WinterKids gives $20,000 to Carrabassett Valley Elementary Schools

Submitted by Johanna Prince, Kingfield Elementary Principal.

Skiers and snowboarders raised $370,000 at the Downhill 24 for the Maine nonprofit that helps kids to get outside and active more often in the winter. The 7th annual event marked the largest revenue in the event’s history. The organization chose to support local education by giving the four elementary schools in Carrabassett Valley $20,000 of this year’s event proceeds – $5,000 each to Kingfield Elementary School, Phillips Elementary School, Strong Elementary School, and Stratton School.

“We are so appreciative of WinterKids’ efforts to support local education,” said Kingfield Elementary Principal, Johanna Prince. Added Kingfield teacher and longtime WinterKids champion, Selina Warren, “WinterKids has a direct impact on the number of minutes kids move during the school day. With their Guide to Outdoor Active Learning, I have been able to get my kids moving while learning, as the curriculum aligns to Maine and national learning standards. This is a win-win for teachers and students!”

The Downhill 24, presented by Darling’s Auto Group and Kittery Trading Post, is a team ski and snowboard challenge and fundraiser to benefit WinterKids. It is the only annual event that brings night skiing to Sugarloaf. WinterKids sets up lights along the course for a fun-filled, round-the-clock, family friendly event. Participants raise money to support WinterKids to help children develop healthy lifelong habits through education and fun, outdoor winter activity. This year’s event raised a record $370,000 from 2,897 donors, 49 teams and 409 participants! Participants of the WinterKids Downhill 24 get their own unique fundraising web page, and prizes are awarded for those who raise the most money for WinterKids.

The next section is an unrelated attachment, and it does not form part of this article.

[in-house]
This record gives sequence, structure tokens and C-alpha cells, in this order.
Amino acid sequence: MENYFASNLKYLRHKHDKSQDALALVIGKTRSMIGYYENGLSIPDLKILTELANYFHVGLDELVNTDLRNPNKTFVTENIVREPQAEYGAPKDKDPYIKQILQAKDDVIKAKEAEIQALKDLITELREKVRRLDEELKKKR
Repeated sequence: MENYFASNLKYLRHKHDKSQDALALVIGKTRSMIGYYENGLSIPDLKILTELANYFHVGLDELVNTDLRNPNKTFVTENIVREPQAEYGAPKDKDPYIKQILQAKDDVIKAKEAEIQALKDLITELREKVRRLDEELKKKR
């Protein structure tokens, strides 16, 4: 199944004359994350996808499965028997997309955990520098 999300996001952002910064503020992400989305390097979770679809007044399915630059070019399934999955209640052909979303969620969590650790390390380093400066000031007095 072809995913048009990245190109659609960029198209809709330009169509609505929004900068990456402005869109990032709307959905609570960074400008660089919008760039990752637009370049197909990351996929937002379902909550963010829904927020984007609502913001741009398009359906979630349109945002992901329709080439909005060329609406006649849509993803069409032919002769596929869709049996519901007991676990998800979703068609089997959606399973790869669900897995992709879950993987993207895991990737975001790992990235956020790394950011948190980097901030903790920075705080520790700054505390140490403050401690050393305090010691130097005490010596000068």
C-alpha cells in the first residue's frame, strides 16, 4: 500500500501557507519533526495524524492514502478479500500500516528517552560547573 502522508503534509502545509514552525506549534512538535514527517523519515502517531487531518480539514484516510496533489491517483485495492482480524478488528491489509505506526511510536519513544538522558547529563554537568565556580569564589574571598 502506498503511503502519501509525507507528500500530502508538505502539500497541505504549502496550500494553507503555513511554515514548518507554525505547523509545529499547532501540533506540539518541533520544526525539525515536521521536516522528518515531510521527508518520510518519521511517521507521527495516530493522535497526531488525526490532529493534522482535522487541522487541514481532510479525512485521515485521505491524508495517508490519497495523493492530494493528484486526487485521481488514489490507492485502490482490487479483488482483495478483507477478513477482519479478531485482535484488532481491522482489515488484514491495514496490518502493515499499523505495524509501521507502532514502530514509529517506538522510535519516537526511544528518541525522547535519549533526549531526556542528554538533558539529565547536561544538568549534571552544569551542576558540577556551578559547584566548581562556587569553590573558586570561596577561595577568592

“We are thrilled that the success of this event allows us to directly impact kids and families in Sugarloaf’s surrounding communities, ” said Julie Mulkern, Executive Director. “In addition to these funds, we distribute over $25,000 in cash and prizes to our participating Winter Games schools in all 16 counties statewide,” added Mulkern. “It is heartwarming and validating to visit schools and see firsthand the positive impact our organization is having on kids and their health.”

Updated Language Use Survey Now Available

Through the concerted efforts and dedication of our English Learner Advisory Council, and with feedback from our colleagues in the field, the Department of Education has refined our statewide Language Use Survey. We believe these minor changes have created a more quality document that will aid in ensuring valid identification.

As part of our consistent, statewide process for identifying English learners, as is required by ESSA, all Maine districts are asked to administer this new and improved Maine DOE Language Use Survey to the parents/guardians of students enrolling in the district for the first time.